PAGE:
Leaving prison? Dial down the aspirations, don't try to be lawyers or doctors, survey respondents say
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Should former prisoners pursue prestigious careers and home ownership? A survey suggests that people think the American dream should be more limited for this group of people.
The online survey of 637 people divided the respondents into nine groups, with each one getting a different profile of a fictional person. Some of the fictional people had spent time in prison, and some had not.
The February 2020 survey, posted Monday at SSRN, then asked about what type of aspirations the different fictional people should have.
The Washington Post has a March 15 story on the results, written by Esther Matthews, a PhD candidate who developed the survey and is an adjunct professor in justice, law and criminology at the American University.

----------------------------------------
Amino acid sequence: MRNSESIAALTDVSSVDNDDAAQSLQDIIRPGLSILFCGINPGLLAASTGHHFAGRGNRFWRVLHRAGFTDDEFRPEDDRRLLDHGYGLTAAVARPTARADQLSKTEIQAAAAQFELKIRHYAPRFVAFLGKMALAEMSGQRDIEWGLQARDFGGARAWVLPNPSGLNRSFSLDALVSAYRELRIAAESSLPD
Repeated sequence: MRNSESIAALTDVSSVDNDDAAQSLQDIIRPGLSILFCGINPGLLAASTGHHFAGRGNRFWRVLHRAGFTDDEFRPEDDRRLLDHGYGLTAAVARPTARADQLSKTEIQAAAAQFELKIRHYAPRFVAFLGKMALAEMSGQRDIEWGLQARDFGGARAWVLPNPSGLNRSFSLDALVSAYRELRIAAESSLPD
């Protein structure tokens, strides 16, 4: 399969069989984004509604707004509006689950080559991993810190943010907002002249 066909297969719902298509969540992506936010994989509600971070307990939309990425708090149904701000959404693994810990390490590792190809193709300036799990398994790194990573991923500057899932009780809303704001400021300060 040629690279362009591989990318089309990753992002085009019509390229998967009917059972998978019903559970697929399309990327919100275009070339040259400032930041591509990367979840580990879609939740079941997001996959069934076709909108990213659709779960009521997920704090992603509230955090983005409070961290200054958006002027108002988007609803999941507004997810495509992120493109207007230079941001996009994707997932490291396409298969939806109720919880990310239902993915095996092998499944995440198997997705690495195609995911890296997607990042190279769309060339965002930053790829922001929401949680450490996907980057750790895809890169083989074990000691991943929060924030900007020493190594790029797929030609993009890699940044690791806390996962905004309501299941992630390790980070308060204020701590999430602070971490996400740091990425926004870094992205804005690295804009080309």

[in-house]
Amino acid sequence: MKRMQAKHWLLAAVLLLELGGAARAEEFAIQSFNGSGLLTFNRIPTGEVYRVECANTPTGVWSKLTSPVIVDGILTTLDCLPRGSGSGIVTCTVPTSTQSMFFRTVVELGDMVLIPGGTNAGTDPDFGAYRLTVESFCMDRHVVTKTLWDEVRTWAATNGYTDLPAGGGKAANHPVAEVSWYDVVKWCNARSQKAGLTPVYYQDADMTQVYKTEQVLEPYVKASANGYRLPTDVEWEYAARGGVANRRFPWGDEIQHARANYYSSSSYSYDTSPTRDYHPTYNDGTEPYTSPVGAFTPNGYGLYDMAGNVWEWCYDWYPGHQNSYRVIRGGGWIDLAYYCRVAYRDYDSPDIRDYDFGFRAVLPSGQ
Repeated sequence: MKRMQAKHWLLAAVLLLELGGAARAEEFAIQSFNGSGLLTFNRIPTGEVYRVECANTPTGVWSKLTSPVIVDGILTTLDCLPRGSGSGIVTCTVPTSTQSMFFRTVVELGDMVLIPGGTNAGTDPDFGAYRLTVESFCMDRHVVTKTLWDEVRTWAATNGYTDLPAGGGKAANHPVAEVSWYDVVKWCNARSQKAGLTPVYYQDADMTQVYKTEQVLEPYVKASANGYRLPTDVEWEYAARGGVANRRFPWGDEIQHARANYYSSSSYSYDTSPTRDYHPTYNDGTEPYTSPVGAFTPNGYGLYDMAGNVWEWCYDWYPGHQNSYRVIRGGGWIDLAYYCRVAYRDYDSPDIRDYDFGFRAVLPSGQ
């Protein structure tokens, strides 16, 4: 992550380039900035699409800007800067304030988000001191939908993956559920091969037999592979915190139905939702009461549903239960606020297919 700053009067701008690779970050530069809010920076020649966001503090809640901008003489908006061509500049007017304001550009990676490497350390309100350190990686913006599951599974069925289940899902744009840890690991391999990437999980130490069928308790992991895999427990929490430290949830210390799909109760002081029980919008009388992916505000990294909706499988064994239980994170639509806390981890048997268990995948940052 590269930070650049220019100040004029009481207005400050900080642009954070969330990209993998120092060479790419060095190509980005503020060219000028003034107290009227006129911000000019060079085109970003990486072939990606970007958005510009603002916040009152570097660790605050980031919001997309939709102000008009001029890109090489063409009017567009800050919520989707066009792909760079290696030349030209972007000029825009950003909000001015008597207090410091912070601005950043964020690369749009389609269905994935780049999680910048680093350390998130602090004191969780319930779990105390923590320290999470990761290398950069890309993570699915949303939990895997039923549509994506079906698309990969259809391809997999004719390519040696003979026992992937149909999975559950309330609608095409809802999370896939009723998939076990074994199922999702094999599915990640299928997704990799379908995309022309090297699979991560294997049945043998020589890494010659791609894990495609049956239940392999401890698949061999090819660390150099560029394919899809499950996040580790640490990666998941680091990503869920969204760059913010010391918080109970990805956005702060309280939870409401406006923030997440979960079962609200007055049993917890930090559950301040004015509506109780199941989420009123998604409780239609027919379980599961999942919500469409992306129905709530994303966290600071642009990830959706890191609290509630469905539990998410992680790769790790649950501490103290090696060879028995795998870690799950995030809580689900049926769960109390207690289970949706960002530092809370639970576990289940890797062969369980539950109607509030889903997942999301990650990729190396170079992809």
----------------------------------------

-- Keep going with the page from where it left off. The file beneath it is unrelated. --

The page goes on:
She found that survey respondents downgraded what ex-cons should expect, compared with those who didn’t spend time in prison. The respondents considered it less important for the former prisoners to own a car, buy a home, travel and enjoy their jobs. The respondents also thought career aspirations should be lower.
“For example,” Matthews wrote in the Washington Post, “respondents were 46% less likely to think that people who had criminal records should try to become doctors or lawyers than those without. Instead, respondents were more likely to think people who had once been in prison should aim for careers such as roofers or warehouse employees.”
The negative attitudes expressed by the respondents suggest that reentry programs could face obstacles, Matthews wrote. Community support is important for people reintegrating into society to succeed.
“Helping to undo public stigma against those with a criminal record could make the criminal justice system more equitable, while making communities safer and stronger,” Matthews wrote.